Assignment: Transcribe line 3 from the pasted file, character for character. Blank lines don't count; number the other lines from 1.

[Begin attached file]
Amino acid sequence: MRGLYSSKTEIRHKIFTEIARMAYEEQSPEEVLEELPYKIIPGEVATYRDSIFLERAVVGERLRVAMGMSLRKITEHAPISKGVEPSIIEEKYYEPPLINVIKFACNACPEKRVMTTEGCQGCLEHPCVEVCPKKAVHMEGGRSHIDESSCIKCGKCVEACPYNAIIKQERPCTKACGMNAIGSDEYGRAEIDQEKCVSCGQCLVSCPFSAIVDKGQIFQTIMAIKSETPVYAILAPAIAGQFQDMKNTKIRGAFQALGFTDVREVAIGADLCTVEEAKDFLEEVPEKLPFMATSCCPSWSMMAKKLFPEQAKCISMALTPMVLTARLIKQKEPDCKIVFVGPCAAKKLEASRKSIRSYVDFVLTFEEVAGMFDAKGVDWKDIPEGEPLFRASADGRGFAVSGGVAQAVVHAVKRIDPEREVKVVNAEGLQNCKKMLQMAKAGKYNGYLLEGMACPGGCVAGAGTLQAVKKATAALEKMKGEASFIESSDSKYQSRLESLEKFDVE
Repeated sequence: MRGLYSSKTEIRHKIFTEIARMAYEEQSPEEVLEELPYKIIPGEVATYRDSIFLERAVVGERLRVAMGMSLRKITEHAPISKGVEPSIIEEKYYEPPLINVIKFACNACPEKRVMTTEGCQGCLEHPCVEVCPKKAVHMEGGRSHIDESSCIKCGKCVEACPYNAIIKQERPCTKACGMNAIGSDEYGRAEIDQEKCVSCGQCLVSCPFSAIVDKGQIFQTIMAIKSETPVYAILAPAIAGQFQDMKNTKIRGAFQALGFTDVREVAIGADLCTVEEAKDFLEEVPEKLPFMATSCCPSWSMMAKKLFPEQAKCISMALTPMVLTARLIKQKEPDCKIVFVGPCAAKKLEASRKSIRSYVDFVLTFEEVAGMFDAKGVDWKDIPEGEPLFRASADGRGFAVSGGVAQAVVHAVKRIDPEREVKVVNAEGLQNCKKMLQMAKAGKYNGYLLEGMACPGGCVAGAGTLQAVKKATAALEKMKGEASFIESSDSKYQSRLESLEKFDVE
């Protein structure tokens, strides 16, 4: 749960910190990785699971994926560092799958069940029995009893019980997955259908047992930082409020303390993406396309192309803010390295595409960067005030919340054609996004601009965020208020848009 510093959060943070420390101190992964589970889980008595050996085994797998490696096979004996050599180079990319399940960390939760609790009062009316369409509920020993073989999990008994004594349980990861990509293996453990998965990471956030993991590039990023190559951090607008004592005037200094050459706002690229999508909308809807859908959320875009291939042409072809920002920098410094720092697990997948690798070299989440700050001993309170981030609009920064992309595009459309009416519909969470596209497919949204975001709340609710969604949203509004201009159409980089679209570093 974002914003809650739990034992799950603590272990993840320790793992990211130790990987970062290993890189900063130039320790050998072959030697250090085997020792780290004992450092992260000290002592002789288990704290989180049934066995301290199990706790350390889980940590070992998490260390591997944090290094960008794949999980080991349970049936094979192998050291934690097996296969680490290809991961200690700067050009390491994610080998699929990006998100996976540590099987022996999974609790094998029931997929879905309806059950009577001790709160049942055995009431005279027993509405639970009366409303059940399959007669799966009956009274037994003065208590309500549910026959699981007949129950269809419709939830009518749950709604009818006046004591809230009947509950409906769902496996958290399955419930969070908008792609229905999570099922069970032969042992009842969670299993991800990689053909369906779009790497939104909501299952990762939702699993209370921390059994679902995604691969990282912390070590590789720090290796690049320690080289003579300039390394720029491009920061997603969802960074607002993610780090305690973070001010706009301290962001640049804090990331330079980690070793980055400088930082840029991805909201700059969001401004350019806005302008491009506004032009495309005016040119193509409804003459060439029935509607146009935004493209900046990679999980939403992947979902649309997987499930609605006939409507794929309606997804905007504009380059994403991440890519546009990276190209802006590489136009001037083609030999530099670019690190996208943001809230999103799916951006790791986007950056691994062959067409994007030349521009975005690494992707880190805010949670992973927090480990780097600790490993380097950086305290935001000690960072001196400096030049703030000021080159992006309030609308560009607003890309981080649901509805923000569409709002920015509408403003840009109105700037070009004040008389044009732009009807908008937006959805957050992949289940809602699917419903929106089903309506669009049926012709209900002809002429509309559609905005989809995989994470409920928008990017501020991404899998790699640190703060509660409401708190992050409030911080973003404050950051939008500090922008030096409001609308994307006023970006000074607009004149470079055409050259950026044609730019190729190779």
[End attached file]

């Protein structure tokens, strides 16, 4: 749960910190990785699971994926560092799958069940029995009893019980997955259908047992930082409020303390993406396309192309803010390295595409960067005030919340054609996004601009965020208020848009 510093959060943070420390101190992964589970889980008595050996085994797998490696096979004996050599180079990319399940960390939760609790009062009316369409509920020993073989999990008994004594349980990861990509293996453990998965990471956030993991590039990023190559951090607008004592005037200094050459706002690229999508909308809807859908959320875009291939042409072809920002920098410094720092697990997948690798070299989440700050001993309170981030609009920064992309595009459309009416519909969470596209497919949204975001709340609710969604949203509004201009159409980089679209570093 974002914003809650739990034992799950603590272990993840320790793992990211130790990987970062290993890189900063130039320790050998072959030697250090085997020792780290004992450092992260000290002592002789288990704290989180049934066995301290199990706790350390889980940590070992998490260390591997944090290094960008794949999980080991349970049936094979192998050291934690097996296969680490290809991961200690700067050009390491994610080998699929990006998100996976540590099987022996999974609790094998029931997929879905309806059950009577001790709160049942055995009431005279027993509405639970009366409303059940399959007669799966009956009274037994003065208590309500549910026959699981007949129950269809419709939830009518749950709604009818006046004591809230009947509950409906769902496996958290399955419930969070908008792609229905999570099922069970032969042992009842969670299993991800990689053909369906779009790497939104909501299952990762939702699993209370921390059994679902995604691969990282912390070590590789720090290796690049320690080289003579300039390394720029491009920061997603969802960074607002993610780090305690973070001010706009301290962001640049804090990331330079980690070793980055400088930082840029991805909201700059969001401004350019806005302008491009506004032009495309005016040119193509409804003459060439029935509607146009935004493209900046990679999980939403992947979902649309997987499930609605006939409507794929309606997804905007504009380059994403991440890519546009990276190209802006590489136009001037083609030999530099670019690190996208943001809230999103799916951006790791986007950056691994062959067409994007030349521009975005690494992707880190805010949670992973927090480990780097600790490993380097950086305290935001000690960072001196400096030049703030000021080159992006309030609308560009607003890309981080649901509805923000569409709002920015509408403003840009109105700037070009004040008389044009732009009807908008937006959805957050992949289940809602699917419903929106089903309506669009049926012709209900002809002429509309559609905005989809995989994470409920928008990017501020991404899998790699640190703060509660409401708190992050409030911080973003404050950051939008500090922008030096409001609308994307006023970006000074607009004149470079055409050259950026044609730019190729190779």